By Adrienne McGee Sterrett
The match holders were hung carefully, lined up in a neat column, waiting for collectors to choose their favorite color, design and era.
Popular during the time wooden matches were a household necessity, match holders — sometimes called safes — became decorative — done in ceramics with pretty painted flowers and the like. Only about the size of a person’s hand, and made to hang on the wall, the once-utilitarian item has now caught the eye of collectors.
And Jack Lambert, owner of Auglaize Antiques LLC, knows why.
“People don’t make that kind of thing anymore. It’s all hurry up and make a buck and give ‘em what they need,” he said.
Will your household continue to operate if it strictly adheres to the basics? Of course, but if the vintage glassware done in bold swirls or the quality-built wood furniture makes you smile at its whimsy or marvel at its lasting power, why not feather your nest?
Wapakoneta has plenty to offer along those lines these days, with its downtown filled with opportunities in which to linger.
“I originally came here thinking, wow, a working downtown,” Lambert said, explaining he’s not a Wapak native. He grew up in southern California, moved to the Pacific Northwest in his 20s, Findlay in his 50s, and then bought the antique store in 2004.
“I worked my whole life selling tools to machine shops,” he said. “And then I got interested in antiques.”
Naturally drawn to antique tools, the now-retired Lambert soon began frequenting auctions and had as many as 10 booths at various antique shops. Seeing how much he was spending on booth rent, he figured it would make financial sense to buy the shop.
He also fell for the building’s history. The structure has been an antique store since 1992. There are currently more than 200 booths and showcases in 25,000 square feet. It was a JCPenney from the 1920s to 1990. Its earliest use was Timmermeister and Rogers Dry Goods, with an opera house and gambling hall upstairs.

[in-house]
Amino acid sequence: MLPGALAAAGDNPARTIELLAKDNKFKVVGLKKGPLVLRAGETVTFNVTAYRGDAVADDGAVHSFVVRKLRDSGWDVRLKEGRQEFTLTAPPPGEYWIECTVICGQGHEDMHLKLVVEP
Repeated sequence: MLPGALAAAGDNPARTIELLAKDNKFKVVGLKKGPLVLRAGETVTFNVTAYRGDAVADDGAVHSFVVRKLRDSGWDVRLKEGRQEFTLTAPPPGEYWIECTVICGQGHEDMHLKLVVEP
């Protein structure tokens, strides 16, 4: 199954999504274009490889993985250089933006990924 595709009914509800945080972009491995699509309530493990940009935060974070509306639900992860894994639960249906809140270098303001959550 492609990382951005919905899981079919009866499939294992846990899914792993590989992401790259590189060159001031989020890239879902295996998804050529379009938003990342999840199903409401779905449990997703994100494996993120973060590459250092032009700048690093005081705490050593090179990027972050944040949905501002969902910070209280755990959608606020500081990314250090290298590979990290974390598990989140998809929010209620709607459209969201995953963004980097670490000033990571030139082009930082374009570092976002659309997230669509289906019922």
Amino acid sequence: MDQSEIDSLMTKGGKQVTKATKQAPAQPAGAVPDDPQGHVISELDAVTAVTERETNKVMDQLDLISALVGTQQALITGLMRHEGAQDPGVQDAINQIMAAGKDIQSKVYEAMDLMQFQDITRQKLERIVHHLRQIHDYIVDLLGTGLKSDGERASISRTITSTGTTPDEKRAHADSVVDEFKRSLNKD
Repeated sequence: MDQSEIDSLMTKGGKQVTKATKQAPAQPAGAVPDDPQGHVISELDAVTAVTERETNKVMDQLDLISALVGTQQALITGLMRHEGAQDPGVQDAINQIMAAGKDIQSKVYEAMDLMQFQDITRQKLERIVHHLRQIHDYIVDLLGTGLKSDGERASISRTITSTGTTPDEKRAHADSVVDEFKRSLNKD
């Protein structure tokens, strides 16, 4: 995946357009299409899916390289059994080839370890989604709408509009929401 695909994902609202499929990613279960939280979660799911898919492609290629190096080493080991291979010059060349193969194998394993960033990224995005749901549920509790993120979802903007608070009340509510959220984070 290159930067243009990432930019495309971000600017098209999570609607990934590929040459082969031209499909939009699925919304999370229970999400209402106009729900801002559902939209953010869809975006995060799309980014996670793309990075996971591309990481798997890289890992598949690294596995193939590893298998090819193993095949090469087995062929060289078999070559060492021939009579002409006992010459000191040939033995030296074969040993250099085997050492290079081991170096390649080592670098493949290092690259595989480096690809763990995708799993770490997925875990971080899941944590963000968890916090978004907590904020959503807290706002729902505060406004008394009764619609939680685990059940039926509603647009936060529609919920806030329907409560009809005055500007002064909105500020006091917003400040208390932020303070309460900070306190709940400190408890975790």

“I thought this would be a fun thing to do … and I love it,” he said.
Just across the street is another old building with a new use — Casa Chic. One of the owners, Landa Tomlinson, explained it was a variety of furniture stores — Nagel, Galaxy, Auglaize, Mike’s — since it was built in the early 1900s.
It, too, has a top floor built for entertainment. The ballroom, once accessible via a side stairway, also served for a time as a speakeasy. It still has its coffered ceiling with stamped tin details.
Casa Chic has been there six years, starting about 11 1/2 years ago “up the street,” Tomlinson said. She and co-owner Laura Clementz and some other ladies took part in a co-op home and garden store, and things grew. Now, Tomlinson, her three sisters and their mother work together to make Casa Chic a destination for quality new, vintage and one-of-a-kind items.
“None of us said, ‘Let’s go start a business,’ but in the end, we’ve been so truly blessed to have this in our lives,” Tomlinson said. “People one after another will come in and say, ‘This is my favorite shop.’”
The shop features about two dozen vendors with items spread over three floors of retail space. The shop isn’t divided into strict booths, however, opting instead for a more open, cohesive feel. It also offers things for sale on consignment and layaway.
“It just gives a wide variety of different people’s tastes,” Tomlinson said. “Every one of them has their own customers.”
Clementz has been painting furniture for some years now, and repurposed furniture is a theme in the store.
“We say we move furniture for a living,” Tomlinson said, laughing. “That’s our joke.”
WAPAKONETA ANTIQUES AND SPECIALTY SHOPS
Visit www.wapakshops.com for details.
Auglaize Antique Mall
Riverside Arts Center
Village Green Floral & Garden Center
Everyday Furniture & More
Finders Keepers Consignment Store
Your Jewelry Box
The Bridal Emporium
Park Street Music & Mercantile
Oen Kitchen and Bath Showroom
Macky’s Health Food